BB: There are so many memorable UFC's like UFC 40 and 45 or when Frank Shamrock fought Tito in one of the best fights in UFC history. Aside from the UFC my most memorable show was last New Year's Eve when I was flown to Kobe, Japan where I announced Mr. Inoki's Bom-Ba-Ye show in front of about 40,000 incredible Japanese fans on network TV. Now that was a rock star experience I'll never forget and look forward to again this year.

One of the best tournaments I ever announced was the Kuwait tournament that Big John and I traveled to where Dave Menne put on one of the most awesome individual performances I have ever seen from a fighter. The tournament consisted of Pele, Kareem Barkalov, Matt Hughes, Carlos Newton and others so you can imagine the bouts that took place that night. Afterwards we all wondered if we were even going to get paid and get out of the country. It was a very weird and memorable experience.

DC: There are many punch drunk boxers that need help with their lives after the ring, as a businessman how could this situation be helped.

BB: This is a tough one because boxers and also MMA fighters all face a lot of physical and mental obstacles. One being you can't fight forever and many fight beyond the age they should because this is the only way they know how to make money and more times than not they blow all the savings or money they've earned thinking it will last forever.

It would be great to see a retirement association that is recognized universally like a union protecting fighters. If I was managing a contender who was earning good paydays I would help him invest and prepare for life after fighting. One of the best things I've ever been informed of a promoter doing for one of their fighters was when Main Events and the Duva family vested into an annuity for the boxer Mark Breland, who now earns in the area of a $100,000 a year guaranteed for life, which he lives off of, and as it turns out, he did have to quit boxing early in his respected career due to hand injuries.

Fighting is a tough business and one where the fighters get taken advantage of financially. Each blow to the head possibly creating future increased dementia, which most boxers begin to suffer from during their career and only makes the future of life after fighting more questionable.

DC: I'm curious about your take on Hockey Gladiators and how it's good/bad for fightsports.

It's all in the way it is marketed and presented. Fighting is a large part of hockey and many fans go to a game waiting to see the fights on the ice which the authorities allow to take place, unless it is an extreme case like what has occurred recently or with the Marty McSorley mishap years ago where in both instances a player was hit from behind which is totally unacceptable to me. They should be treated and fined harshly plus criminal charges should be filed. If you get attacked by someone with a stick in the street, they would be arrested. Well why not arrest a pro player for assault on the ice with a stick?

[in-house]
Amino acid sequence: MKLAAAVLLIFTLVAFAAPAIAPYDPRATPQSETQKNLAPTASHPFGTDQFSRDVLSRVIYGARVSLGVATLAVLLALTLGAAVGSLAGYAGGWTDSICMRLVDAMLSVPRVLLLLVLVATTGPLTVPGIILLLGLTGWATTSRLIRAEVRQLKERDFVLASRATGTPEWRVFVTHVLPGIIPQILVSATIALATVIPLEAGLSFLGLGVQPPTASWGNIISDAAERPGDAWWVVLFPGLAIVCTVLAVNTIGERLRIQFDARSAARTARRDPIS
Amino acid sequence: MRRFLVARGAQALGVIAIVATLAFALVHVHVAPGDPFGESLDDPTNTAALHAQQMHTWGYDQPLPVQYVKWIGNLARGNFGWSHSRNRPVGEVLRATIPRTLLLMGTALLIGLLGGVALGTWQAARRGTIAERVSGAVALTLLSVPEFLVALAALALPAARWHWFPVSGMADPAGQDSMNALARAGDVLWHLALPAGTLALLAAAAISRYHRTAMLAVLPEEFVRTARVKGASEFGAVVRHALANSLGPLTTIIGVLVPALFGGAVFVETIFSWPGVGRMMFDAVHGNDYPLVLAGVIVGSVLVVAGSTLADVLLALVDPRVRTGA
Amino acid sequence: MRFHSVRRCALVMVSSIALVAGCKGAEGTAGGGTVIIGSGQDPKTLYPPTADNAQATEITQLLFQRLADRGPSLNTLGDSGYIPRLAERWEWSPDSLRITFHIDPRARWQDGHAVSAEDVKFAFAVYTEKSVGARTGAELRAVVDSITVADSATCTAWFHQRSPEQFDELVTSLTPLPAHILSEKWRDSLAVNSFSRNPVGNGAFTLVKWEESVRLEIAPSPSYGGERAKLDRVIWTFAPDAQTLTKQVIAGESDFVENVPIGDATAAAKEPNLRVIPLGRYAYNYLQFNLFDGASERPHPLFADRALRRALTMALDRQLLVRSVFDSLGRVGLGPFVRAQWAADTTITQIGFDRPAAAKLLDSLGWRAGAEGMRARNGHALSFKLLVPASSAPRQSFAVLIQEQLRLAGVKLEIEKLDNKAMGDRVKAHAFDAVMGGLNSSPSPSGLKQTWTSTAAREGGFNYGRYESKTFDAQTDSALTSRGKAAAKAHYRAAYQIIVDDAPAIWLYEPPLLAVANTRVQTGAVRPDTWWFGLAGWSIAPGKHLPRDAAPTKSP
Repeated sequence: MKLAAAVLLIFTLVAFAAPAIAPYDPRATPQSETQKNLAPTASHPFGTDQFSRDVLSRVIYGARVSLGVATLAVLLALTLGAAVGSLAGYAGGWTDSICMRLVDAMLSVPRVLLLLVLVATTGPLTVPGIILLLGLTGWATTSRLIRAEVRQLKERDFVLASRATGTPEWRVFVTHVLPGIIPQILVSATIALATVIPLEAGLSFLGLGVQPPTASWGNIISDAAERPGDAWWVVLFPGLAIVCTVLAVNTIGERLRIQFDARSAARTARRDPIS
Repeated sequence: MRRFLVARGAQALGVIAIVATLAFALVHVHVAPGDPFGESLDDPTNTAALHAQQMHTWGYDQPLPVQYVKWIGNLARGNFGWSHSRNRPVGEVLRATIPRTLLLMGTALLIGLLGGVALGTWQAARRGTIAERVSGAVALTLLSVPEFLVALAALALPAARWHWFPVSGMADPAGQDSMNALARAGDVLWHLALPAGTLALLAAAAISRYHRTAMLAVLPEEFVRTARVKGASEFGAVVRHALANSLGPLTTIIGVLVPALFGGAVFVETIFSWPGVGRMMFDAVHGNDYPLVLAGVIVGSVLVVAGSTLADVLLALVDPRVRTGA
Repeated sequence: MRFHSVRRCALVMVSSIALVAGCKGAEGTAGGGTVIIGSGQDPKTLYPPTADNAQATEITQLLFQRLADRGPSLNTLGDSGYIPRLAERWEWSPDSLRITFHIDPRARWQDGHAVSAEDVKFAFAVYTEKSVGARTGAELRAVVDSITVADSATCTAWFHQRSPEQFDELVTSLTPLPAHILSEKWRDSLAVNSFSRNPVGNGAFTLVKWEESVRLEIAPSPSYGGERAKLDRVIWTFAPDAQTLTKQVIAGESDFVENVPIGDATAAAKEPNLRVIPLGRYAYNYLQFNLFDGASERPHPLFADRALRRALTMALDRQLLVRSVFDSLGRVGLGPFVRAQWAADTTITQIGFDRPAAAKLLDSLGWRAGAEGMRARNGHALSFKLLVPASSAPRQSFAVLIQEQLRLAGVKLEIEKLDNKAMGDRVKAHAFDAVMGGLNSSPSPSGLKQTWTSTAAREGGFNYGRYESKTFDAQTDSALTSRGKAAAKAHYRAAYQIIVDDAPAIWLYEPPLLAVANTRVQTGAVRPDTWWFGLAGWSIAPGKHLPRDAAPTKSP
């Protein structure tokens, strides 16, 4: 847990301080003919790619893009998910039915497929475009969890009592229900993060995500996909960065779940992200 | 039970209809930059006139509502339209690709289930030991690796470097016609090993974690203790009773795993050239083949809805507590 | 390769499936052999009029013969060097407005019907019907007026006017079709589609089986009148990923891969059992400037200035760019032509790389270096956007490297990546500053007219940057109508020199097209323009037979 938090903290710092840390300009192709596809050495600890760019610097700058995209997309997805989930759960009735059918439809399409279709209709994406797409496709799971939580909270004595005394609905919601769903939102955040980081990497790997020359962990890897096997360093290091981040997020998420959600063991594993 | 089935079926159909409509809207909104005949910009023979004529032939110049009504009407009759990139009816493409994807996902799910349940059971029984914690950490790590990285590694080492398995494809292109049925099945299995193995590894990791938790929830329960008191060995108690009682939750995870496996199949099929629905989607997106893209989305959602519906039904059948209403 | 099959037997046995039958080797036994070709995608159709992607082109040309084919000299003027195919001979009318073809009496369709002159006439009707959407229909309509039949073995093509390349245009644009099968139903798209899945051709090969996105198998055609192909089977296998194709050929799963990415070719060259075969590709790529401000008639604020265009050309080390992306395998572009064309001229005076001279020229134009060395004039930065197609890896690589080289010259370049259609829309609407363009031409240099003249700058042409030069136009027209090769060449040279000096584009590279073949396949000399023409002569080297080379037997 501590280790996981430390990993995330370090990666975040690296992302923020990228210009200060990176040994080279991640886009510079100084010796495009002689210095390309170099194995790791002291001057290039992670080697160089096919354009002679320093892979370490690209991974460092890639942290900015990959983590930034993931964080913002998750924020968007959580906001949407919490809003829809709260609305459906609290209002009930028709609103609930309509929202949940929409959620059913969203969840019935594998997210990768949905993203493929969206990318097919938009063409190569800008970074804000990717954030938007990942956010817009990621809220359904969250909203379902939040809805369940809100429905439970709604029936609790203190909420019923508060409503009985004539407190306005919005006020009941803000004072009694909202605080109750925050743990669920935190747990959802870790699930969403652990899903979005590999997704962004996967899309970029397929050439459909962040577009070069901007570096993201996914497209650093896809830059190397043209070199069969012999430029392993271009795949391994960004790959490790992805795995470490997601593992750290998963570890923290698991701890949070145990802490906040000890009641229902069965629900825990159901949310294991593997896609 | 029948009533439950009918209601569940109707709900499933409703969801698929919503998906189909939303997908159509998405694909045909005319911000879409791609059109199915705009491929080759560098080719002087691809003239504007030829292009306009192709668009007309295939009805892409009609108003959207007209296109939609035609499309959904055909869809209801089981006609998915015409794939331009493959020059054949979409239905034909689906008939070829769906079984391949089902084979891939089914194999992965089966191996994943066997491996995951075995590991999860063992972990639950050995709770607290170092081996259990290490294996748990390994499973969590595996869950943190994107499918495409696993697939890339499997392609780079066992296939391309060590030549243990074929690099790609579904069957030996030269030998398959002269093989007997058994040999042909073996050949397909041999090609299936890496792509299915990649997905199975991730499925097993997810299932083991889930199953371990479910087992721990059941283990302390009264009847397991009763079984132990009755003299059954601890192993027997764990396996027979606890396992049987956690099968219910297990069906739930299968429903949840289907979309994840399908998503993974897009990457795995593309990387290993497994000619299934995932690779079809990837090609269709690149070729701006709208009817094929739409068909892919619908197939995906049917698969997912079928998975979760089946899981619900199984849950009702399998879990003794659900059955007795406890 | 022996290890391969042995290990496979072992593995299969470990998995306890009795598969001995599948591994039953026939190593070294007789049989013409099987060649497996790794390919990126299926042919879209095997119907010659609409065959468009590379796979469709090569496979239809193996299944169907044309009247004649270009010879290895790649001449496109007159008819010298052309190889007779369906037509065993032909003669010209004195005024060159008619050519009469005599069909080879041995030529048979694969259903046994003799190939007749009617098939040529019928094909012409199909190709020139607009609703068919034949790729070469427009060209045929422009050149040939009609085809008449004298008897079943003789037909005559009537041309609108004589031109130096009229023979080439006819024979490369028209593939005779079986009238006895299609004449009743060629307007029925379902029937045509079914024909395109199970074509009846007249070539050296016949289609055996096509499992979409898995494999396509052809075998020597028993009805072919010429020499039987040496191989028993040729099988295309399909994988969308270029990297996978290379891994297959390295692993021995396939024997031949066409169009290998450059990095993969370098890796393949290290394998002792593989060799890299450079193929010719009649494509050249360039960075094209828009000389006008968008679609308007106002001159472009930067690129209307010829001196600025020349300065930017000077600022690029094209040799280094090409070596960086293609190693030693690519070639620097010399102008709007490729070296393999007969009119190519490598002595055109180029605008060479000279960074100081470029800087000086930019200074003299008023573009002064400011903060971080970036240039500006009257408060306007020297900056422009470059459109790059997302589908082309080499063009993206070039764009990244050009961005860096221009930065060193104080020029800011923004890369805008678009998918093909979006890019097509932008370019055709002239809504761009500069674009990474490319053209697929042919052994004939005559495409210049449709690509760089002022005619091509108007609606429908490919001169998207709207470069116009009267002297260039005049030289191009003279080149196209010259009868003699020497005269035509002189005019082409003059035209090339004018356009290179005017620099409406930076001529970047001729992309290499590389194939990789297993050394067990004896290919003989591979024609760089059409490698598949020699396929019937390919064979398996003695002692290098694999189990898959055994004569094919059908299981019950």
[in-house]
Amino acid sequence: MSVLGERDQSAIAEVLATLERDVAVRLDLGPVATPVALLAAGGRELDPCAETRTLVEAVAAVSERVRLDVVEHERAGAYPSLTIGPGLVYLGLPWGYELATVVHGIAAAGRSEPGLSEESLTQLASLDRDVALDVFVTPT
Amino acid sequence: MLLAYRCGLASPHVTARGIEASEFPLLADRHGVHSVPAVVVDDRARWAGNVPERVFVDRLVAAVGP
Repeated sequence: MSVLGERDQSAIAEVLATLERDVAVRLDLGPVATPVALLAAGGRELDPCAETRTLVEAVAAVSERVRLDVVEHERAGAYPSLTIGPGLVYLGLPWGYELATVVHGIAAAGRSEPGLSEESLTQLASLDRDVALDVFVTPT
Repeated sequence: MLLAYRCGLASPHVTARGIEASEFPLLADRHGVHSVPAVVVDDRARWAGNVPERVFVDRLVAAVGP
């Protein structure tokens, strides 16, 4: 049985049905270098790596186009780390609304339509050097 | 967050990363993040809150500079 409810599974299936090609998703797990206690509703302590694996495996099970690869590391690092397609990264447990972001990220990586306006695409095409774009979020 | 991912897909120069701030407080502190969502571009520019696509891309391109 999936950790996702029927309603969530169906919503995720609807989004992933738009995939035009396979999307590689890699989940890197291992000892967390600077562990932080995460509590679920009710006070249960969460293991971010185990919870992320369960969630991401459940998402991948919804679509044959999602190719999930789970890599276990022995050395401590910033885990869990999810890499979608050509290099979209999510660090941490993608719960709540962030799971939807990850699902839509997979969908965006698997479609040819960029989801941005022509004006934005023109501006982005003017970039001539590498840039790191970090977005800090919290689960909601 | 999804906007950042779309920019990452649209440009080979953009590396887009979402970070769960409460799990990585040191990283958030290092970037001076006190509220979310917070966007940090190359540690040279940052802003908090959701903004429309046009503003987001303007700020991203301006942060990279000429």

What Hockey Gladiators is putting together is an organized tournament of fights on the ice governed under rules with no sticks. The fights consist of only one two minute round and they are in full hockey uniform. The reaction to the impending event is strong and with criticism that will only drive ticket sales like controversy does for many entertainment avenues like the huge ticket sales for "The Passion of the Christ", criticized highly for the violence an suffering it depicted. Done correctly, Gladiators is just another entertainment angle which will receive pay per view success and will be a ticket sell out for the promoters followed by future shows.

DC: Finally, after being involved in a sometimes corrupt business that's hosted primarily by casinos, ring girls, tough hombres and consistently growing events, what have you learned from it all?

BB: It's all one big game to me that I play in. I look at the overall picture as a game board of life with diverse personalities, good and bad. At this point in my life and career, I feel I'm intuitive enough to know who the players are and who the BS'ers are. When I walk in a room, I'm pre prepared to deal with both in the most effective way possible for what I intend to achieve.

I treat everybody the way I like to be treated and that is with respect, honesty, enthusiasm, showmanship and performing to best of my ability, whether in front of or behind the camera. I don't lie or mistreat people and don't wish to be lied to or mistreated by them either.

If so, I deal with what needs to be done and in most cases just walk away. Life is short and time goes by fast, so I only play where I want to play in this sports and entertainment game, stay in control and am the governor my own destiny. When I lose the passion to do what I love to do in this business, I will walk away and be very happy in the process.